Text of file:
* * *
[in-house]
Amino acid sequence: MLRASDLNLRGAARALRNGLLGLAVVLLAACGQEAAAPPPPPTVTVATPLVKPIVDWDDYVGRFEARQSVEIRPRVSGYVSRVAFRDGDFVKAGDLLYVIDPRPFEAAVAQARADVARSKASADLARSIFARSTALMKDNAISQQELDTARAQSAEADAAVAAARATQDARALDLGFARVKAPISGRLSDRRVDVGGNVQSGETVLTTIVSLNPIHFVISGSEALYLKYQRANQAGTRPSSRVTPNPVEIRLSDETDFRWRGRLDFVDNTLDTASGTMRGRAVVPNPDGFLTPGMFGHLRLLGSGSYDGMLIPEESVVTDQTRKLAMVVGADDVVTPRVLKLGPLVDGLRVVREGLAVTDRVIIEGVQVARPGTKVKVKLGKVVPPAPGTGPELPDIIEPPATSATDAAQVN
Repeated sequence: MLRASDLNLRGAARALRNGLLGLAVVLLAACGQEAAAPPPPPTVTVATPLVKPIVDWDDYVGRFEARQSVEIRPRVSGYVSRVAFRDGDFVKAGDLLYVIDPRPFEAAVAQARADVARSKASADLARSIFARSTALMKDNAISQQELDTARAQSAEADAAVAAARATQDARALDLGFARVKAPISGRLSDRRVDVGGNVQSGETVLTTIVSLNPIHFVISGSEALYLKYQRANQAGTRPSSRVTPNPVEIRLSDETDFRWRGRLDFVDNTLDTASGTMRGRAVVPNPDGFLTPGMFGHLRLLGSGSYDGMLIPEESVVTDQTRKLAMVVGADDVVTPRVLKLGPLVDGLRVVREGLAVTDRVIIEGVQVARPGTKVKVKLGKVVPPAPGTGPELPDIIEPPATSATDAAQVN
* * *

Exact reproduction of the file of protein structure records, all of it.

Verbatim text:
[in-house]
Amino acid sequence: MLRASDLNLRGAARALRNGLLGLAVVLLAACGQEAAAPPPPPTVTVATPLVKPIVDWDDYVGRFEARQSVEIRPRVSGYVSRVAFRDGDFVKAGDLLYVIDPRPFEAAVAQARADVARSKASADLARSIFARSTALMKDNAISQQELDTARAQSAEADAAVAAARATQDARALDLGFARVKAPISGRLSDRRVDVGGNVQSGETVLTTIVSLNPIHFVISGSEALYLKYQRANQAGTRPSSRVTPNPVEIRLSDETDFRWRGRLDFVDNTLDTASGTMRGRAVVPNPDGFLTPGMFGHLRLLGSGSYDGMLIPEESVVTDQTRKLAMVVGADDVVTPRVLKLGPLVDGLRVVREGLAVTDRVIIEGVQVARPGTKVKVKLGKVVPPAPGTGPELPDIIEPPATSATDAAQVN
Repeated sequence: MLRASDLNLRGAARALRNGLLGLAVVLLAACGQEAAAPPPPPTVTVATPLVKPIVDWDDYVGRFEARQSVEIRPRVSGYVSRVAFRDGDFVKAGDLLYVIDPRPFEAAVAQARADVARSKASADLARSIFARSTALMKDNAISQQELDTARAQSAEADAAVAAARATQDARALDLGFARVKAPISGRLSDRRVDVGGNVQSGETVLTTIVSLNPIHFVISGSEALYLKYQRANQAGTRPSSRVTPNPVEIRLSDETDFRWRGRLDFVDNTLDTASGTMRGRAVVPNPDGFLTPGMFGHLRLLGSGSYDGMLIPEESVVTDQTRKLAMVVGADDVVTPRVLKLGPLVDGLRVVREGLAVTDRVIIEGVQVARPGTKVKVKLGKVVPPAPGTGPELPDIIEPPATSATDAAQVN